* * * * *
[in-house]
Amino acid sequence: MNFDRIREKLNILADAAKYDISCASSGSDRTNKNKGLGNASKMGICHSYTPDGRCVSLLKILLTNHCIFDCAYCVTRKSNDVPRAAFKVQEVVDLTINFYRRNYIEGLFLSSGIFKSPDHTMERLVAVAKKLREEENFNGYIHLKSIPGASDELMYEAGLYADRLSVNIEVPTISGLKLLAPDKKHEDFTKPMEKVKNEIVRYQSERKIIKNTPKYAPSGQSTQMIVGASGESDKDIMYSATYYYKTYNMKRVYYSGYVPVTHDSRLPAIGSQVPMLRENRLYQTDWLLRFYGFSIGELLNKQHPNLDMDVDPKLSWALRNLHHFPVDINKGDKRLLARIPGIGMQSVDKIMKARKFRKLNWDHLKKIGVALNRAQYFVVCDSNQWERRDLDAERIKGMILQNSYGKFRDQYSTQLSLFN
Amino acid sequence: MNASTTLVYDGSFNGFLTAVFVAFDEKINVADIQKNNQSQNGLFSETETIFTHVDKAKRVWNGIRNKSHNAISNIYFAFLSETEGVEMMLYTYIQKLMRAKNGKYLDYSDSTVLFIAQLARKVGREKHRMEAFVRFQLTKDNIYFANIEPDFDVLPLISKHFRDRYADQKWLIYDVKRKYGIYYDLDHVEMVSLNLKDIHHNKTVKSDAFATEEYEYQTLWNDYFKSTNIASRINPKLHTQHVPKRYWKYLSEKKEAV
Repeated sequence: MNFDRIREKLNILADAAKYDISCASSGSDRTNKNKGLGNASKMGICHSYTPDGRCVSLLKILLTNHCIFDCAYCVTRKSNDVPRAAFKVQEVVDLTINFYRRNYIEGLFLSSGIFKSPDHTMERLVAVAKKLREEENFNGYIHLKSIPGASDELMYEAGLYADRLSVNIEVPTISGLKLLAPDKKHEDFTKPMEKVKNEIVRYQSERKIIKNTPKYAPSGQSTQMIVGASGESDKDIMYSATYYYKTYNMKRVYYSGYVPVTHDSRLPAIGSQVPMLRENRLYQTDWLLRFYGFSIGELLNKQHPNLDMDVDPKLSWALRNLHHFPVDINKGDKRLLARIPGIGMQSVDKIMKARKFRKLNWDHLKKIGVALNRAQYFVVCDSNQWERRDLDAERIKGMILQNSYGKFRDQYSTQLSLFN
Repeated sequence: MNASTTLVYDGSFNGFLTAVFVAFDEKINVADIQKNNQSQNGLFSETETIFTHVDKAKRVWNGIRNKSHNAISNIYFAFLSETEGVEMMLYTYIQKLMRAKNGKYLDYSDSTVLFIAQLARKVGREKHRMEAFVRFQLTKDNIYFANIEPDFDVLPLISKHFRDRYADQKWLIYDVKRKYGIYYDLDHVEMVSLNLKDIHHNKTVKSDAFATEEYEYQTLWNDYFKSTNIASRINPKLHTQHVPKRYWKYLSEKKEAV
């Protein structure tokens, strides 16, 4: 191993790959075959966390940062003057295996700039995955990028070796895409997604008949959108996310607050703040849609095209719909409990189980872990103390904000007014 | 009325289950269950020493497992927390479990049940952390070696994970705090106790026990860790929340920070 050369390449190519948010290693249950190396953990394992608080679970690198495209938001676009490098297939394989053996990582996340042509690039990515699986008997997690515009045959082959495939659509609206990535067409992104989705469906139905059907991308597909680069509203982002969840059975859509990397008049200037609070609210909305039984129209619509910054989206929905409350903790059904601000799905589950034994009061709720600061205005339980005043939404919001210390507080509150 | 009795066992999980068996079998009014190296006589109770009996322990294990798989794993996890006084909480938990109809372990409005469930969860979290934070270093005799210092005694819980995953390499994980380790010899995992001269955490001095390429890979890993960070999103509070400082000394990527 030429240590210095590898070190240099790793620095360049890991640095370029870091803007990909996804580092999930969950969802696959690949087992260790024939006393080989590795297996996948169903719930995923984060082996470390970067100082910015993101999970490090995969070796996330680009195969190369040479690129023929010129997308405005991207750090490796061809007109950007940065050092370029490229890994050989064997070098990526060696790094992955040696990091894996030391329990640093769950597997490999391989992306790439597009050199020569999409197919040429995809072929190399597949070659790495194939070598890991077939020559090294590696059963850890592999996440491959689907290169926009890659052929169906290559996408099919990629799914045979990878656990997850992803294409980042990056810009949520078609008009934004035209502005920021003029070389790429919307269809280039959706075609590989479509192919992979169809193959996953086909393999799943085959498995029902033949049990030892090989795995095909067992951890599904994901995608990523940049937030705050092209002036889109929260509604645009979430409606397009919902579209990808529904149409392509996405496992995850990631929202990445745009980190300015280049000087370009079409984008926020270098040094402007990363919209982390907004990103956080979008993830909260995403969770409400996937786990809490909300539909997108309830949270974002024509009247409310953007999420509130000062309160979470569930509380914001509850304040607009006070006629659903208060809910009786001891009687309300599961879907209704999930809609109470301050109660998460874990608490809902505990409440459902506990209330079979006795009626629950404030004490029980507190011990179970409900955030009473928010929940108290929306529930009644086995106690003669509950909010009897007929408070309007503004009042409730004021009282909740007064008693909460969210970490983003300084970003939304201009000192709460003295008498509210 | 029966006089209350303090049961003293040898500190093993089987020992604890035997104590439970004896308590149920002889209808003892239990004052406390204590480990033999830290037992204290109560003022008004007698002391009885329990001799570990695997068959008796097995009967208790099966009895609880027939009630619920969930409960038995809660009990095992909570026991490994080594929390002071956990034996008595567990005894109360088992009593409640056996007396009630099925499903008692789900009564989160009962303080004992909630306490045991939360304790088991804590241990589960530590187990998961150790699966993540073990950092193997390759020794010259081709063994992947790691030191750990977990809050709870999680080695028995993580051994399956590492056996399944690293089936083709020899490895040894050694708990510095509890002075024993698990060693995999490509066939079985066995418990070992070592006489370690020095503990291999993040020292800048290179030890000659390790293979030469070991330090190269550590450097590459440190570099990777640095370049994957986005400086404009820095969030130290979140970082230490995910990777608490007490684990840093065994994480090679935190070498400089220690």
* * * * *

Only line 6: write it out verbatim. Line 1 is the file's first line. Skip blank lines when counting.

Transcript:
């Protein structure tokens, strides 16, 4: 191993790959075959966390940062003057295996700039995955990028070796895409997604008949959108996310607050703040849609095209719909409990189980872990103390904000007014 | 009325289950269950020493497992927390479990049940952390070696994970705090106790026990860790929340920070 050369390449190519948010290693249950190396953990394992608080679970690198495209938001676009490098297939394989053996990582996340042509690039990515699986008997997690515009045959082959495939659509609206990535067409992104989705469906139905059907991308597909680069509203982002969840059975859509990397008049200037609070609210909305039984129209619509910054989206929905409350903790059904601000799905589950034994009061709720600061205005339980005043939404919001210390507080509150 | 009795066992999980068996079998009014190296006589109770009996322990294990798989794993996890006084909480938990109809372990409005469930969860979290934070270093005799210092005694819980995953390499994980380790010899995992001269955490001095390429890979890993960070999103509070400082000394990527 030429240590210095590898070190240099790793620095360049890991640095370029870091803007990909996804580092999930969950969802696959690949087992260790024939006393080989590795297996996948169903719930995923984060082996470390970067100082910015993101999970490090995969070796996330680009195969190369040479690129023929010129997308405005991207750090490796061809007109950007940065050092370029490229890994050989064997070098990526060696790094992955040696990091894996030391329990640093769950597997490999391989992306790439597009050199020569999409197919040429995809072929190399597949070659790495194939070598890991077939020559090294590696059963850890592999996440491959689907290169926009890659052929169906290559996408099919990629799914045979990878656990997850992803294409980042990056810009949520078609008009934004035209502005920021003029070389790429919307269809280039959706075609590989479509192919992979169809193959996953086909393999799943085959498995029902033949049990030892090989795995095909067992951890599904994901995608990523940049937030705050092209002036889109929260509604645009979430409606397009919902579209990808529904149409392509996405496992995850990631929202990445745009980190300015280049000087370009079409984008926020270098040094402007990363919209982390907004990103956080979008993830909260995403969770409400996937786990809490909300539909997108309830949270974002024509009247409310953007999420509130000062309160979470569930509380914001509850304040607009006070006629659903208060809910009786001891009687309300599961879907209704999930809609109470301050109660998460874990608490809902505990409440459902506990209330079979006795009626629950404030004490029980507190011990179970409900955030009473928010929940108290929306529930009644086995106690003669509950909010009897007929408070309007503004009042409730004021009282909740007064008693909460969210970490983003300084970003939304201009000192709460003295008498509210 | 029966006089209350303090049961003293040898500190093993089987020992604890035997104590439970004896308590149920002889209808003892239990004052406390204590480990033999830290037992204290109560003022008004007698002391009885329990001799570990695997068959008796097995009967208790099966009895609880027939009630619920969930409960038995809660009990095992909570026991490994080594929390002071956990034996008595567990005894109360088992009593409640056996007396009630099925499903008692789900009564989160009962303080004992909630306490045991939360304790088991804590241990589960530590187990998961150790699966993540073990950092193997390759020794010259081709063994992947790691030191750990977990809050709870999680080695028995993580051994399956590492056996399944690293089936083709020899490895040894050694708990510095509890002075024993698990060693995999490509066939079985066995418990070992070592006489370690020095503990291999993040020292800048290179030890000659390790293979030469070991330090190269550590450097590459440190570099990777640095370049994957986005400086404009820095969030130290979140970082230490995910990777608490007490684990840093065994994480090679935190070498400089220690």